Major banks fined over forex manipulation

Major banks fined over forex manipulationSix leading banks have been fined following an investigation into foreign exchange rate irregularities.

HSBC, Royal Bank of Scotland, Swiss bank UBS and US banks JP Morgan Chase, Citibank and Bank of America have been collectively fined £2.6 billion because of their involvement in attempts to influence exchange rates.

An investigation into Barclays’ role in the forex scandal is still ongoing, but a similar outcome is expected, although the bank has refused to reach a joint settlement with regulators.

“After discussions with other regulators and authorities, we have concluded that it is in the interests of the company to seek a more general coordinated settlement,” said a statement from Barclays.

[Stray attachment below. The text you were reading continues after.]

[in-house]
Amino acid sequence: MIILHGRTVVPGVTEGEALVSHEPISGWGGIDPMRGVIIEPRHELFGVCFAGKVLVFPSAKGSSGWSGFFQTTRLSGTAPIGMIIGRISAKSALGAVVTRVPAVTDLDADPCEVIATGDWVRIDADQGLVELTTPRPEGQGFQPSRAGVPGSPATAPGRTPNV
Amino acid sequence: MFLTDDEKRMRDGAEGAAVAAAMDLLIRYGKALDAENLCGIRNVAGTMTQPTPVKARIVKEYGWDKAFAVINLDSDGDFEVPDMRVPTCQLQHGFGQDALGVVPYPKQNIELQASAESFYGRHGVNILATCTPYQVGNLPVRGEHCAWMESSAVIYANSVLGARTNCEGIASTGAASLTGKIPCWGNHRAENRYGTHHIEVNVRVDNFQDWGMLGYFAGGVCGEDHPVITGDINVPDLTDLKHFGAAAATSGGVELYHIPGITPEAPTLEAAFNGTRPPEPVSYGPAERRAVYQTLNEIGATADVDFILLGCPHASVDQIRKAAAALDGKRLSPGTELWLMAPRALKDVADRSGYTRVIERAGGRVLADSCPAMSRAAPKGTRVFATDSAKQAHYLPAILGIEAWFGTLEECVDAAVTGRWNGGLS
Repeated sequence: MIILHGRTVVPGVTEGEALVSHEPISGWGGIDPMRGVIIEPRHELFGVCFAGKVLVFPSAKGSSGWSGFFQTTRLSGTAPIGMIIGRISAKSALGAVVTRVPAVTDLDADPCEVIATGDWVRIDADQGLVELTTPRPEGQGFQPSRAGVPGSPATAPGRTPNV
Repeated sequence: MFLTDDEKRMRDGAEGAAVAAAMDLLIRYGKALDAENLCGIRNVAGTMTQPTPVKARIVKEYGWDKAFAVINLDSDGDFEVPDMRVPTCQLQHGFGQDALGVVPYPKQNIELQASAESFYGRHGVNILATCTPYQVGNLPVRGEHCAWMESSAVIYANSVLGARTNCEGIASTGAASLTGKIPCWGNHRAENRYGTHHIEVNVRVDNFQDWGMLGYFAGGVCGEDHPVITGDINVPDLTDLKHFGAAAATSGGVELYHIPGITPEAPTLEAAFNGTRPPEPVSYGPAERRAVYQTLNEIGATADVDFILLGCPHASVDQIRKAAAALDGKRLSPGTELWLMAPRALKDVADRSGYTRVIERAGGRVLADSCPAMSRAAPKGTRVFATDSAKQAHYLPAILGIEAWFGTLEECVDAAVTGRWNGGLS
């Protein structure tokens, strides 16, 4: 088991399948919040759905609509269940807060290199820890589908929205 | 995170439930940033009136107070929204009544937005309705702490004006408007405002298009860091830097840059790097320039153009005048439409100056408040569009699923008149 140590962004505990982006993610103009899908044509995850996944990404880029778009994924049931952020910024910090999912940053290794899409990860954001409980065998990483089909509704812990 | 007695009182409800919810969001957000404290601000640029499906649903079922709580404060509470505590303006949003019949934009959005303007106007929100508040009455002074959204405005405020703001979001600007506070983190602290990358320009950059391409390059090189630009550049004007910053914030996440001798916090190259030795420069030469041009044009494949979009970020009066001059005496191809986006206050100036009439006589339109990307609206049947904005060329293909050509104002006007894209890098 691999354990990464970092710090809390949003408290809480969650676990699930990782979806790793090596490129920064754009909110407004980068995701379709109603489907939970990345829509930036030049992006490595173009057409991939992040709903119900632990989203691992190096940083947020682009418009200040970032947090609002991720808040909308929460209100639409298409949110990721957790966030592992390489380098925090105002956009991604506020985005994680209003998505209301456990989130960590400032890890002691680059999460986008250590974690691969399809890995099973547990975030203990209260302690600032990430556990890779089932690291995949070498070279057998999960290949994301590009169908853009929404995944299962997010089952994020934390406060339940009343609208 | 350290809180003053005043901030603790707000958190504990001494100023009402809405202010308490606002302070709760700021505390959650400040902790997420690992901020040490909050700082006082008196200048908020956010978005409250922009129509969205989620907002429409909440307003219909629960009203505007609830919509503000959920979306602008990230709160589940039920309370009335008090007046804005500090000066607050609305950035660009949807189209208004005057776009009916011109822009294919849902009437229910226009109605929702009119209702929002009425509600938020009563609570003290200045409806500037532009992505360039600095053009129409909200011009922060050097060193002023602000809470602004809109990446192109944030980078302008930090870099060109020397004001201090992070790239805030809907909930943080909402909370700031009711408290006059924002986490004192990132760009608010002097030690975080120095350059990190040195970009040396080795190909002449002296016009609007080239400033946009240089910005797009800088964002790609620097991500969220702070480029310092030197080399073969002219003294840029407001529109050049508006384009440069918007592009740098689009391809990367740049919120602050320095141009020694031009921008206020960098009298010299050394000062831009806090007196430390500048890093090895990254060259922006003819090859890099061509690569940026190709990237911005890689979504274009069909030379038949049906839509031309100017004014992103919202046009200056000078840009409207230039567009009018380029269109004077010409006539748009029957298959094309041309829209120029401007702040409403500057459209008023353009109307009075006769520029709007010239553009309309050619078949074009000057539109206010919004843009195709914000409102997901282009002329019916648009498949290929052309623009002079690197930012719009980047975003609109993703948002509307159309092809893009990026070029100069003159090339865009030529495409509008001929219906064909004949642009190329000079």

The Financial Conduct Authority (FCA), which conducted the UK investigation, explained the banks had broken the public’s trust and that there would be further action taken against the institutions.

FCA chief Martin Wheatley told BBC News: “This isn’t the end of the story.

“The individuals themselves will face the consequences.”

It is understood that several traders at the six banks have already been suspended and the Serious Fraud Office is currently examining criminal charges against some of those involved in the rate fixing.

The foreign exchange market is responsible for trading around $5.3 trillion worth of currencies each day and around 40 per cent of the trading is done via London.

“At the heart of today’s action is our finding that the failings at these banks undermine confidence in the UK financial system and put its integrity at risk,” the FCA said.

Chancellor George Osborne called for strong action to help ensure the actions of a few did not have a major impact on the country’s financial services industry reputation.

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